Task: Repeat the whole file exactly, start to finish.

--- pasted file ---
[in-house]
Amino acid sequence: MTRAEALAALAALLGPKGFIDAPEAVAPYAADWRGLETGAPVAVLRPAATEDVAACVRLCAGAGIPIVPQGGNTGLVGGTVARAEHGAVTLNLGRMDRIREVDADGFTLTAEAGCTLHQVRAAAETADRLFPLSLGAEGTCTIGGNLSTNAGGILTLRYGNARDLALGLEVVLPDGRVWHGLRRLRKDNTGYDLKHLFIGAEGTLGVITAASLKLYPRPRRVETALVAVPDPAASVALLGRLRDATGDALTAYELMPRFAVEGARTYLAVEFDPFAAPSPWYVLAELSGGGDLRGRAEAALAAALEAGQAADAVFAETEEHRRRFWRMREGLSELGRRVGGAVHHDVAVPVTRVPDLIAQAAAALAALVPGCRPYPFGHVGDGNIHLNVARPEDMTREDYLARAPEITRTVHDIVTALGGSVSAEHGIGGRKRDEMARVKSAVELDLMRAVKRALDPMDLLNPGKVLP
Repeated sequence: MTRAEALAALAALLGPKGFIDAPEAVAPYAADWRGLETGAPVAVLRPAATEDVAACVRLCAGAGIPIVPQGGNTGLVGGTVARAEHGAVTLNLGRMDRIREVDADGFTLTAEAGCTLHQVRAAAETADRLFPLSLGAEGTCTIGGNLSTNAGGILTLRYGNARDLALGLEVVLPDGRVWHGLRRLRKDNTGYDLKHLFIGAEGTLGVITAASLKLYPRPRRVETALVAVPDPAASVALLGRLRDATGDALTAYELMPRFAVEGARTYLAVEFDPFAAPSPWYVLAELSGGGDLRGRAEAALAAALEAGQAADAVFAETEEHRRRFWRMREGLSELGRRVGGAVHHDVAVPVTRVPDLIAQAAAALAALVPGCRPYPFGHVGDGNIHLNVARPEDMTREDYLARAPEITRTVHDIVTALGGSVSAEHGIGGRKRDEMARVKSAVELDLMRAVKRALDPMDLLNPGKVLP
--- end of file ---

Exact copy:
[in-house]
Amino acid sequence: MTRAEALAALAALLGPKGFIDAPEAVAPYAADWRGLETGAPVAVLRPAATEDVAACVRLCAGAGIPIVPQGGNTGLVGGTVARAEHGAVTLNLGRMDRIREVDADGFTLTAEAGCTLHQVRAAAETADRLFPLSLGAEGTCTIGGNLSTNAGGILTLRYGNARDLALGLEVVLPDGRVWHGLRRLRKDNTGYDLKHLFIGAEGTLGVITAASLKLYPRPRRVETALVAVPDPAASVALLGRLRDATGDALTAYELMPRFAVEGARTYLAVEFDPFAAPSPWYVLAELSGGGDLRGRAEAALAAALEAGQAADAVFAETEEHRRRFWRMREGLSELGRRVGGAVHHDVAVPVTRVPDLIAQAAAALAALVPGCRPYPFGHVGDGNIHLNVARPEDMTREDYLARAPEITRTVHDIVTALGGSVSAEHGIGGRKRDEMARVKSAVELDLMRAVKRALDPMDLLNPGKVLP
Repeated sequence: MTRAEALAALAALLGPKGFIDAPEAVAPYAADWRGLETGAPVAVLRPAATEDVAACVRLCAGAGIPIVPQGGNTGLVGGTVARAEHGAVTLNLGRMDRIREVDADGFTLTAEAGCTLHQVRAAAETADRLFPLSLGAEGTCTIGGNLSTNAGGILTLRYGNARDLALGLEVVLPDGRVWHGLRRLRKDNTGYDLKHLFIGAEGTLGVITAASLKLYPRPRRVETALVAVPDPAASVALLGRLRDATGDALTAYELMPRFAVEGARTYLAVEFDPFAAPSPWYVLAELSGGGDLRGRAEAALAAALEAGQAADAVFAETEEHRRRFWRMREGLSELGRRVGGAVHHDVAVPVTRVPDLIAQAAAALAALVPGCRPYPFGHVGDGNIHLNVARPEDMTREDYLARAPEITRTVHDIVTALGGSVSAEHGIGGRKRDEMARVKSAVELDLMRAVKRALDPMDLLNPGKVLP